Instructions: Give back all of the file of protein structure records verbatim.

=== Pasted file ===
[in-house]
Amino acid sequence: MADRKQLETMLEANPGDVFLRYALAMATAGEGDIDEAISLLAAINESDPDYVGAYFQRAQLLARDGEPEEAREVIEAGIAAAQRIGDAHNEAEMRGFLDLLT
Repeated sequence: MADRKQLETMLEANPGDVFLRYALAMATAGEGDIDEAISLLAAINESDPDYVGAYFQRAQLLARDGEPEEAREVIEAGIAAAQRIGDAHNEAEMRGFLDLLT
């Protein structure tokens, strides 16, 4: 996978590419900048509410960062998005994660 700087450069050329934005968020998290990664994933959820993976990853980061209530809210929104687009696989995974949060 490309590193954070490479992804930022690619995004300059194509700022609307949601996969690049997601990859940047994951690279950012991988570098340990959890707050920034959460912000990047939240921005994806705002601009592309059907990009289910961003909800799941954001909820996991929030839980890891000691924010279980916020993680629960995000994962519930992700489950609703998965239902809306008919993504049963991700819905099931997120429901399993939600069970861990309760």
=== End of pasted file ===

[in-house]
Amino acid sequence: MADRKQLETMLEANPGDVFLRYALAMATAGEGDIDEAISLLAAINESDPDYVGAYFQRAQLLARDGEPEEAREVIEAGIAAAQRIGDAHNEAEMRGFLDLLT
Repeated sequence: MADRKQLETMLEANPGDVFLRYALAMATAGEGDIDEAISLLAAINESDPDYVGAYFQRAQLLARDGEPEEAREVIEAGIAAAQRIGDAHNEAEMRGFLDLLT
């Protein structure tokens, strides 16, 4: 996978590419900048509410960062998005994660 700087450069050329934005968020998290990664994933959820993976990853980061209530809210929104687009696989995974949060 490309590193954070490479992804930022690619995004300059194509700022609307949601996969690049997601990859940047994951690279950012991988570098340990959890707050920034959460912000990047939240921005994806705002601009592309059907990009289910961003909800799941954001909820996991929030839980890891000691924010279980916020993680629960995000994962519930992700489950609703998965239902809306008919993504049963991700819905099931997120429901399993939600069970861990309760």